Medical Family Therapy in Obstetrics and Gynecology

  • Angela Lamson
  • Kenneth Phelps
  • Ashley Jones
  • Rebecca Bagley
Chapter
Part of the Focused Issues in Family Therapy book series (FIFT)

Abstract

The combined disciplines of obstetrics and gynecology (Ob-Gyn) are committed to the reproductive physiology of women’s health throughout the lifespan and include an integration of medical and surgical care. Ob-Gyn providers attend to the social, physiological, environmental, and genetic factors that influence or exacerbate health conditions in women. As such, Ob-Gyns’ expertise in and attention to diverse factors that influence the physical health of women makes medical family therapists (MedFTs) a logical partner for integrated behavioral healthcare (IBHC). Both disciplines train providers to recognize and care for the unique biopsychosocial-spiritual (BPSS) health needs (Engel, 1977, 1980; Wright, Watson & Bell, 1996) of each patient over the lifespan and in the context of her family system. Furthermore, both disciplines include training in their respective areas across prevention, health education, assessment, diagnostics, and intervention.

Notes

Glossary of Important Terms for Care in Obstetrics and Gynecology

Breech presentation

When the fetus is positioned inside the uterus in a manner whereby its feet or buttocks would—without intervention—deliver first (instead of the head).

C-section (Cesarean birth)

A surgical delivery of a baby through incisions made in the abdomen and uterus.

Cervix

The opening to the uterus, located at the top of the vagina.

D&C (dilation and curettage)

A surgical procedure for removal of tissue from inside the uterus by opening the cervix and inserting an instrument into the uterus.

Ectopic pregnancy

Also known as a mislocated pregnancy; symptoms include unexpected vaginal bleeding and cramping. The fetus may grow enough to rupture the fallopian tube (typically after about 6–8 weeks), whereby a woman usually feels severe pain in her lower abdomen. If the tube ruptures later (after about 12–16 weeks), the risk of death for the woman is increased because the fetus and placenta are larger and lead to an increased loss of blood. In most women, the fetus and placenta from an ectopic pregnancy must be surgically removed.

Hysterectomy

A surgery for removal of the uterus. It is termed a “total hysterectomy” if the cervix is removed with the uterus.

Placenta previa

A condition that occurs in about one in every 200 deliveries; it refers to when the placenta is mostly or completely covering the cervix, in the lower (rather than upper) part of the uterus. Placenta previa can cause painless bleeding from the vagina that suddenly begins late in pregnancy necessitating emergent delivery. It is a risk for maternal and fetal death due to blood loss.

Preeclampsia

An illness that occurs in pregnancy or after delivery where a woman has high blood pressure and symptoms of organ injury or dysfunction. Some of these symptoms include an abnormal amount of protein found in the urine, abnormal liver or kidney function, vision changes, decreased number of platelets, upper abdominal pain, fluid found in the lungs, and severe headache. (note: Eclampsia is an extension of preeclampsia, resulting in maternal seizures.)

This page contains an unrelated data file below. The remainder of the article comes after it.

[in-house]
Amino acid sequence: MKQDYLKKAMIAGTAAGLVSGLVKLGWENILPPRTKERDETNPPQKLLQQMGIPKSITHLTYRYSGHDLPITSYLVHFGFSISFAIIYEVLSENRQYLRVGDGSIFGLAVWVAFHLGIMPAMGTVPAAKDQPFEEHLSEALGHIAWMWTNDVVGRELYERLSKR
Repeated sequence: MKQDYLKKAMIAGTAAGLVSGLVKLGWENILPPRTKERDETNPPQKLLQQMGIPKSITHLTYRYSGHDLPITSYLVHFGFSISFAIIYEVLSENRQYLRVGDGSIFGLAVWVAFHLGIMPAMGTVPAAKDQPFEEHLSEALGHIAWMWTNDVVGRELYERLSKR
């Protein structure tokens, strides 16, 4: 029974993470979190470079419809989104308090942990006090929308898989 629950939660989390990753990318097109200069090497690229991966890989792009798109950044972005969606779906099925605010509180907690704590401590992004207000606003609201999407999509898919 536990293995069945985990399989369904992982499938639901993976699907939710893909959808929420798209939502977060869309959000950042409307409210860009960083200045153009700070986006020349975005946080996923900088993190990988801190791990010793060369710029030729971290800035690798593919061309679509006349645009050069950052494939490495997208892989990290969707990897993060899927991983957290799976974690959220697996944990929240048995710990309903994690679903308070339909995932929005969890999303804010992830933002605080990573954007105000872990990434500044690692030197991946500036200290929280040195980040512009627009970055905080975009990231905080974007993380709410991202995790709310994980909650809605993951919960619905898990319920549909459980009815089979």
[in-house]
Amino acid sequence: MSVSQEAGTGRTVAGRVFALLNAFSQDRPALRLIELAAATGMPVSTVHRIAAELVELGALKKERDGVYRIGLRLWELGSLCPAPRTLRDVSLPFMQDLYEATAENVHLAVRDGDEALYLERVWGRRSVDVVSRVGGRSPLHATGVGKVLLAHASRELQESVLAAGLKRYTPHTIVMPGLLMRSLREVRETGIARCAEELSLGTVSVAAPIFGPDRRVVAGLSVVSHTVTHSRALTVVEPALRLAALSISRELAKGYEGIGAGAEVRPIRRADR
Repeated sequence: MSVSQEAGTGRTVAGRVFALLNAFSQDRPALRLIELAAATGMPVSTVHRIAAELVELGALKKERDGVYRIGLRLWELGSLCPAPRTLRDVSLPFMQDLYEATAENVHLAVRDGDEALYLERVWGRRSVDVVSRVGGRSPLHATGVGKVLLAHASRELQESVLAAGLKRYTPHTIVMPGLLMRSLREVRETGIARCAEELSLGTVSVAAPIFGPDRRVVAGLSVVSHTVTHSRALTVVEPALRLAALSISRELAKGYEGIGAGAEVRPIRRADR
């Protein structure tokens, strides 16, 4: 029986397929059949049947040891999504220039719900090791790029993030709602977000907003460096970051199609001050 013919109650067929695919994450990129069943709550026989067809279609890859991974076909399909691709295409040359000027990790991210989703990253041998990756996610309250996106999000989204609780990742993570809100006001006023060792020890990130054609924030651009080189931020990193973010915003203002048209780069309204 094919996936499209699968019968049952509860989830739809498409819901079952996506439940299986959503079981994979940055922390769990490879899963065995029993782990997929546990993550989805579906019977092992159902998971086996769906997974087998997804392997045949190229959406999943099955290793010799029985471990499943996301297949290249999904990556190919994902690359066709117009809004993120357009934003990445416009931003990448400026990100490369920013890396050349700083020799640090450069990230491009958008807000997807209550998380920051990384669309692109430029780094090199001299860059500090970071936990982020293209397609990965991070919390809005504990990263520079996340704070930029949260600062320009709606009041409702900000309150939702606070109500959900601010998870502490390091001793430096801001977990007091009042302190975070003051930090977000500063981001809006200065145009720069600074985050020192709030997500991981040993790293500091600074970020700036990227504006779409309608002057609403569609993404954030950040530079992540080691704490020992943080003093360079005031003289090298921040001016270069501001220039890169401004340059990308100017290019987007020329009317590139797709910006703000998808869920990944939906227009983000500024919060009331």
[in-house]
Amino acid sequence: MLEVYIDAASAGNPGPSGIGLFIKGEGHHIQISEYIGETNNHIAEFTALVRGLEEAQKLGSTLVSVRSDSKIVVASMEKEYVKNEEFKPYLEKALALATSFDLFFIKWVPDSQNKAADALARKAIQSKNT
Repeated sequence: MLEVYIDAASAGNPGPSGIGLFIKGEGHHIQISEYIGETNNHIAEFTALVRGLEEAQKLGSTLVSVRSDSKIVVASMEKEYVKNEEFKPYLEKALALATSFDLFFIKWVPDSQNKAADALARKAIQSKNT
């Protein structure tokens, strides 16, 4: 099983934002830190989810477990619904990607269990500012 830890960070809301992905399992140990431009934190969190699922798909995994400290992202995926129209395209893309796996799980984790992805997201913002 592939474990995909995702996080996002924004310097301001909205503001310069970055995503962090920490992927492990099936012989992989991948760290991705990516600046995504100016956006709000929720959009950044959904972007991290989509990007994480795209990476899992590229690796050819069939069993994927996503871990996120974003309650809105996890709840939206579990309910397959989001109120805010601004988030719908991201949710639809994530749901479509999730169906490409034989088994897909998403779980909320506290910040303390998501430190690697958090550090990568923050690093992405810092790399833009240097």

Preterm delivery

When a baby is born before week 37 of the pregnancy.

Preterm labor

Also called premature labor; it refers to when uterine contractions occur before 37 weeks of pregnancy.

Previable delivery

A delivery prior to 23 weeks (22 weeks in some facilities).

Sexually transmitted infections/diseases (STI/D)

Some women may not know that they are carrying an STI /D; this becomes an even more of complicated issue during pregnancy or at the time of delivery. Some STI /Ds are more dangerous for the fetus than others, especially when considering vaginal deliveries. Some hospitals are using rapid human immunodeficiency virus (HIV) testing during labor and delivery for pregnant women who were not tested previously during pregnancy. If a woman is found to be HIV-infected, providers are then able to begin antiretroviral therapy immediately to prevent perinatal transmission.

Thromboembolic disease

In the United States, thromboembolic disease is the leading cause of death in pregnant women. It occurs when blood clots form in blood vessels that travel through the woman’s bloodstream and block an artery. This disease most commonly occurs 6–8 weeks after delivery. The risk is much greater after a cesarean section than after vaginal delivery.

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Copyright information

© Springer International Publishing AG, part of Springer Nature 2018

Authors and Affiliations

  • Angela Lamson
    • 1
  • Kenneth Phelps
    • 2
  • Ashley Jones
    • 2
  • Rebecca Bagley
    • 3
  1. 1.Department of Human Development and Family ScienceEast Carolina UniversityGreenvilleUSA
  2. 2.Department of Neuropsychiatry and Behavioral ScienceUniversity of South CarolinaColumbiaUSA
  3. 3.Department of Advanced Nursing Practice and EducationEast Carolina UniversityGreenvilleUSA

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